North Korea weapons program: New ICBM tested and Japan

North Korea weapons program: New ICBM tested and Japan

Kanako Mita, Sawako Utsumi, and Lee Jay Walker

Modern Tokyo Times

North Korea is focused heavily on building its military capability. Hence, the hope of a possible deal with America – that was on the agenda under the former leader Donald Trump after initial animosity – seems like a distant memory.

Events in Ukraine concerning the Russian Federation and growing divisions in Northeast Asia are emerging. Indeed, the convulsions of the Ukraine crisis are not fully known. However, if the Russian Federation can contain the crisis in the next few weeks or months, the role of Japan concerning anti-Russian Federation statements – and economic sanctions in-line with America and other G-7 nations – might unleash new developments in the Russian Far East.

The latest missile launch by North Korea – along with Japan’s increasingly anti-China stance related to Taiwan – is a reminder that the ruling Liberal Democrat Party (LDP) is creating possible future storms. This concerns the nationalist tendencies under the former leader Yoshihide Suga and the current leader of Japan, Fumio Kishida.

North Korea tested a new intercontinental ballistic missile (ICBM) system. Immediately, America announced new sanctions on North Korea despite having a limited impact on this country. After all, history tells us that North Korea isn’t going to change tact by this method. Therefore, the Joe Biden administration in America needs a different approach to North Korea’s military program.

Voice of America reports, “North Korea had not conducted an ICBM launch since 2017, during the height of tensions between Kim and former U.S. President Donald Trump. A year earlier, North Korea had attempted to launch a satellite. The United States and its allies view North Korean satellite launches as thinly disguised tests of long-range missile technology banned by United Nations Security Council resolutions.”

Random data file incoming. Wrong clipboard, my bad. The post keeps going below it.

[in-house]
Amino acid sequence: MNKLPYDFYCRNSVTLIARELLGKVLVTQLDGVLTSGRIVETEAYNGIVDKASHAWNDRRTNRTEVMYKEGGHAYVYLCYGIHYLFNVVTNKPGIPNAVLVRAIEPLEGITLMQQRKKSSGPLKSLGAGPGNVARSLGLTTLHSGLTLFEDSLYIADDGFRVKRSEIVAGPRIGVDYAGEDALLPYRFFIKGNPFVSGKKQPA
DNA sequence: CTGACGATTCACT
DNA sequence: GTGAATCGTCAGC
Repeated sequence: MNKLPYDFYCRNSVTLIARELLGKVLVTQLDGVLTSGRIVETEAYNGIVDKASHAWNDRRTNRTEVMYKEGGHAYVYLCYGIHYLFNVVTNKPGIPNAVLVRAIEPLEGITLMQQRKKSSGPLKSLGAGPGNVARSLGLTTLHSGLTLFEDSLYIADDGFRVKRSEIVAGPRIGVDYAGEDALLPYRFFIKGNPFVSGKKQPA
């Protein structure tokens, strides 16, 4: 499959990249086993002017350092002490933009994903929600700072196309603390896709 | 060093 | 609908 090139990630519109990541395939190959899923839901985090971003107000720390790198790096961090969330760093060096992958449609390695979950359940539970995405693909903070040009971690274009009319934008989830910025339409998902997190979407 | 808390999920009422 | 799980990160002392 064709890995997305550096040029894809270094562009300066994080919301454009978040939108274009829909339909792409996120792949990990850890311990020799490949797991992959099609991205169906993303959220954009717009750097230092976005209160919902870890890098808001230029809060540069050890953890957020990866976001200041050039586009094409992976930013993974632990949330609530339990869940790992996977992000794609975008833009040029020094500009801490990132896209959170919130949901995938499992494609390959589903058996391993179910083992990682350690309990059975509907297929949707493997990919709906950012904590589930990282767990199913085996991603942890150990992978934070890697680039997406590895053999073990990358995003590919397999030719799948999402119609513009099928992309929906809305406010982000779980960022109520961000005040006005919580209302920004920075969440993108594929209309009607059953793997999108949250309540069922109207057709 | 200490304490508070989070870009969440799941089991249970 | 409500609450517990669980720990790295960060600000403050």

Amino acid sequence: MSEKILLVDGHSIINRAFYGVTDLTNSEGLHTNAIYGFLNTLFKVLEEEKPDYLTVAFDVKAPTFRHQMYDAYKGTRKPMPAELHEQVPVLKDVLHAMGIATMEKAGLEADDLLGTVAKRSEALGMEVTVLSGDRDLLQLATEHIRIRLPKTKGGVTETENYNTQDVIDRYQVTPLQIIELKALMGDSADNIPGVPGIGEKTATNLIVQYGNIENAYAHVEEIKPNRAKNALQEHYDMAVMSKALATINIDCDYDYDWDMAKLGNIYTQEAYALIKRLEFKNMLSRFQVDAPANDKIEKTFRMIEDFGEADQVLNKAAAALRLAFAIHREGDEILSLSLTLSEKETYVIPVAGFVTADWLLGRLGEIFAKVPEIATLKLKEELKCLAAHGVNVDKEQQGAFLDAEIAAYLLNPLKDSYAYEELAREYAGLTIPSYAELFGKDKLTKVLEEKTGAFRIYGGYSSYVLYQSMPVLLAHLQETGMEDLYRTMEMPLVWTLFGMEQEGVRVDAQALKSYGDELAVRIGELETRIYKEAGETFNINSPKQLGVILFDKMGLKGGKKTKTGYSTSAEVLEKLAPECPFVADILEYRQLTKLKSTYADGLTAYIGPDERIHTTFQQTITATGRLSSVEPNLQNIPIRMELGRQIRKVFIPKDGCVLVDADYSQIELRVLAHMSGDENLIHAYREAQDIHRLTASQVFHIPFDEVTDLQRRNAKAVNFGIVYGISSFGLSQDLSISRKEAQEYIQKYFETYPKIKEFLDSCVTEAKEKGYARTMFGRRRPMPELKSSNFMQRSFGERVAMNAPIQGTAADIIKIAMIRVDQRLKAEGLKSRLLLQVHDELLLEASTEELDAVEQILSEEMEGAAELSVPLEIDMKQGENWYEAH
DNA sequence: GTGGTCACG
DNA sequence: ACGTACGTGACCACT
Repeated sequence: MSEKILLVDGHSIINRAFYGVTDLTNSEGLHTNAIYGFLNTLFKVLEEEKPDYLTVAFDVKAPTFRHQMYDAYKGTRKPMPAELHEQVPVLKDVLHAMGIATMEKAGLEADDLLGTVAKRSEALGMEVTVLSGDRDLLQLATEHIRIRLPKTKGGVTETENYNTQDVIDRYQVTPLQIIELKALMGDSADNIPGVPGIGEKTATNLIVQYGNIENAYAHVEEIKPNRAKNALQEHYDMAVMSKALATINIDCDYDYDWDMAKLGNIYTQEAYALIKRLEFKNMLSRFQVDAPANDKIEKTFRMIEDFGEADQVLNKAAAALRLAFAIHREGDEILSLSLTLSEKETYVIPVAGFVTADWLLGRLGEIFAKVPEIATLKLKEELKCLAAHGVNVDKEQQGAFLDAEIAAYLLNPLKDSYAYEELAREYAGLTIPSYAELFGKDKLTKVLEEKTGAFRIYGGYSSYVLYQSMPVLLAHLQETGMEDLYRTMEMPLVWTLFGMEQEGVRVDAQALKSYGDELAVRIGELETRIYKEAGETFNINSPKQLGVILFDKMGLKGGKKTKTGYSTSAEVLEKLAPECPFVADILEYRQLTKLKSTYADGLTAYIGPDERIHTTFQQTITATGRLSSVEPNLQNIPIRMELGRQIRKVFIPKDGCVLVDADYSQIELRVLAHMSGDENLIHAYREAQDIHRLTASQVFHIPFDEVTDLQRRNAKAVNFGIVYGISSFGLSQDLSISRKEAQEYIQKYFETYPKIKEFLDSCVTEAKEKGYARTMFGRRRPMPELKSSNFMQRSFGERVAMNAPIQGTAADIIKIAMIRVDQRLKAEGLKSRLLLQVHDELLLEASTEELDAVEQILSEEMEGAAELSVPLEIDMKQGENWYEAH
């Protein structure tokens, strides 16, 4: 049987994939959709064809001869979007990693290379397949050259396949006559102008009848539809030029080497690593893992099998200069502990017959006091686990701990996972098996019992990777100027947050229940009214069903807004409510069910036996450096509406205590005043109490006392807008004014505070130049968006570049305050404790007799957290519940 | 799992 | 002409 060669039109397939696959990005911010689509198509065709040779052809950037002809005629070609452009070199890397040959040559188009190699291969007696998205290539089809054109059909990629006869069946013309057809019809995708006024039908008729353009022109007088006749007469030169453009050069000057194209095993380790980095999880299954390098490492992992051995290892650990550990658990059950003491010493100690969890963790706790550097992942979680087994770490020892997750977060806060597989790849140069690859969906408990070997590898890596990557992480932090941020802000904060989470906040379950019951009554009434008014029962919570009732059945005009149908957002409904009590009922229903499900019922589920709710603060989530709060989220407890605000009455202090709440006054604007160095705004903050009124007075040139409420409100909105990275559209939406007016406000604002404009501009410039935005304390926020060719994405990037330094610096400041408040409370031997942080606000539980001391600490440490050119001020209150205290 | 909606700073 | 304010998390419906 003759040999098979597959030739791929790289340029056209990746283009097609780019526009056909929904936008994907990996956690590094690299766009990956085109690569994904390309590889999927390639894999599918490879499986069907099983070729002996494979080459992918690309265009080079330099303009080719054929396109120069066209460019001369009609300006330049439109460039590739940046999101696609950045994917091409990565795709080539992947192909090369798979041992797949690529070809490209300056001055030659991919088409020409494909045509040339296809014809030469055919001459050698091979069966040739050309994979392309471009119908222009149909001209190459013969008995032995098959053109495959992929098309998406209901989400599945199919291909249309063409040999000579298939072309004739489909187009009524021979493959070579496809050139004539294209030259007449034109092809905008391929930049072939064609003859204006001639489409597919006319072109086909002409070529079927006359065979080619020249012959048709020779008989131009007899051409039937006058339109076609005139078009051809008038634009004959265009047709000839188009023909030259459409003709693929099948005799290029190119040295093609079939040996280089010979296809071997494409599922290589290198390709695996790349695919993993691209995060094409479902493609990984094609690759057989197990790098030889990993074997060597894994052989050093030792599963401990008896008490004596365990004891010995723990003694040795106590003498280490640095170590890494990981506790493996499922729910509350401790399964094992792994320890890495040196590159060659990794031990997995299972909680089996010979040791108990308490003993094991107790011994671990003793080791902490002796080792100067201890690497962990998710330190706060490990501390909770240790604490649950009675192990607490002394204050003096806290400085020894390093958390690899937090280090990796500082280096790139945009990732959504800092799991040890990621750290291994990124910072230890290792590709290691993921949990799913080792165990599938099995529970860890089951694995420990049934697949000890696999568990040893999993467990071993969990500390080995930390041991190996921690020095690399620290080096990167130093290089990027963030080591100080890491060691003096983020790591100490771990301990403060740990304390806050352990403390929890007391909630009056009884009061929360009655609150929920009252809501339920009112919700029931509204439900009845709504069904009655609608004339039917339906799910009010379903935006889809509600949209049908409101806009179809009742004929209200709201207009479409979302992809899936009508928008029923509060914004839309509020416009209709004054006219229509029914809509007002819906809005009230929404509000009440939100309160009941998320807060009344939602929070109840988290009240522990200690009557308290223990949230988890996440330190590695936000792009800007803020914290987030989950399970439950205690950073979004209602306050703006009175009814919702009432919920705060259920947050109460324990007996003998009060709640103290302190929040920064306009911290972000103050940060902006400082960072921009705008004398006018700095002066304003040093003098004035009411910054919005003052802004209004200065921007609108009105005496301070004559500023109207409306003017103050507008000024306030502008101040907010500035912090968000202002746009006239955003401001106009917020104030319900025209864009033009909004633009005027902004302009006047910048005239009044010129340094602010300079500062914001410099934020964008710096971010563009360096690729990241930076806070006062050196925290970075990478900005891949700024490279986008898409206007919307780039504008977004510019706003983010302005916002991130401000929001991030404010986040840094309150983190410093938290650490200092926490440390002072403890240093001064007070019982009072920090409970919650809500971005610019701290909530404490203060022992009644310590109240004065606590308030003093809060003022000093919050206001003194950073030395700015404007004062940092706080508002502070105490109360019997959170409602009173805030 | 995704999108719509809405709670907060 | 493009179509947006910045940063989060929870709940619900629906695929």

Kim Jong Un, the leader of North Korea, reiterated that his country will “build a number of new elements in the launching ground so as to launch the military reconnaissance satellite and other multipurpose satellites by diverse carrier rockets in the future.”

North Korea also seeks to develop a high technological system concerning spy satellites. Kim said this would provide “real-time information” on “the aggression troops of the U.S. imperialism and its vassal forces.”

Japan and South Korea are deemed to be “vassals” of America. Hence, Japan’s return to negative rhetoric against the Russian Federation – and involving itself with events in Taiwan – is further emboldening North Korea to focus on developing its weapons program to a higher level.

The Guardian reports, “Japan is particularly concerned about the North’s recent return to missile testing. Two intermediate-range missiles flew over its territory in the space of a fortnight in 2017, triggering alerts warning people to take cover.”

Reuters reports, “North Korea’s latest launches appear aimed at developing and testing technology that can be used both for spy satellites and in a massive intercontinental ballistic missile (ICBM) capable of launching multiple nuclear warheads, analysts said.”

Yoon Suk-yeol, the new leader of South Korea (when he takes office), will be tested during the infancy of his leadership. Hence, with the leaders of Japan and South Korea promising to be even more subservient to the whims of America – and both being in the nationalist camp – it appears that the region will face increasing militarisation in all directions.


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